2. The appointment of a new Commissioner should be followed by the immediate firing of over 1,500 cops who have been accused of various heinous crimes, yet are still on the police payroll. They can fight their cases at the CCMA once they are out of the system. Nothing destroys the credibility of the police faster than scandals of the police robbing or raping fellow citizens. 
  3. #LeaveDramatAlone. If I were PoliceMinister, I would not bother tinkering with the Hawks. If it ain’t broke, don’t fix it. It’s been well established already that the Constitutional Court expects the Hawks to be independent. With the wanton interference of the current minister, it only underlines that the Court was right to insist that the Hawks should be free from political meddling. Dramat is not perfect, but the charges for which he is being hounded are neither here nor there – he has been cleared by the internal police unit tasked with such investigations. If such clearance is erroneous it is going to cost the taxpayer millions in legal fees to seek the reversal. Such money could be better spent firing and replacing corrupt cops rather than getting rid of someone who is actually competent at fighting crime.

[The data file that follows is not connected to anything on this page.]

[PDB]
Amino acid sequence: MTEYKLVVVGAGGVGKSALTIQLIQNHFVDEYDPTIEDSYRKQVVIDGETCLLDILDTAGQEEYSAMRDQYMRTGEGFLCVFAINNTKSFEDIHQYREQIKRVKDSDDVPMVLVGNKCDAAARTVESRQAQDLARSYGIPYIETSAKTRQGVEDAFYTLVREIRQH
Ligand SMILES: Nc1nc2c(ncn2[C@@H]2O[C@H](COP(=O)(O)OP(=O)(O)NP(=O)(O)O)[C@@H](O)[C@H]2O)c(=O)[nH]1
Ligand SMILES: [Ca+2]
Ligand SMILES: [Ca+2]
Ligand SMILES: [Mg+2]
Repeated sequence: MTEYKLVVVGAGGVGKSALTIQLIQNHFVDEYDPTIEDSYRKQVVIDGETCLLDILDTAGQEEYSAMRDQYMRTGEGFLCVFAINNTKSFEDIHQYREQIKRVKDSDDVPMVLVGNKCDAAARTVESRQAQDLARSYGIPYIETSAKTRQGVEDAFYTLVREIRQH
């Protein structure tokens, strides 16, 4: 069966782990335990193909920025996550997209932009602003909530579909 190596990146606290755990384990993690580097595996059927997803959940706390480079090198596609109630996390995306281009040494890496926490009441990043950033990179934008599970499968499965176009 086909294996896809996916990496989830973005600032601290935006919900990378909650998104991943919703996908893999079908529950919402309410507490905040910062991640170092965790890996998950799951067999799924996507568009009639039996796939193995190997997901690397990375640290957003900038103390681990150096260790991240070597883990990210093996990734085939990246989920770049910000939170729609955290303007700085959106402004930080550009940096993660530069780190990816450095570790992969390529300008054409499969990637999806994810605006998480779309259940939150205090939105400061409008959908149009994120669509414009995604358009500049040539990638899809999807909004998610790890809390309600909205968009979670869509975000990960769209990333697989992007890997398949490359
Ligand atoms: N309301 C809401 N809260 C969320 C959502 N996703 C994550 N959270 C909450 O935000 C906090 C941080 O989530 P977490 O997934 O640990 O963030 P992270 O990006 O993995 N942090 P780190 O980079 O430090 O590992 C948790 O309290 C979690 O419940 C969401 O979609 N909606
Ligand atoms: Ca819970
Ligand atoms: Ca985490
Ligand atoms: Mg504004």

4. #LeaveTheNPAAlone. The head was accused and cleared of murder when he was 17. Big deal. How many of the same politicians gunning for him have clean records when it comes to crime? Why do we have a rule of law if a person is permanently tainted once cleared by the courts?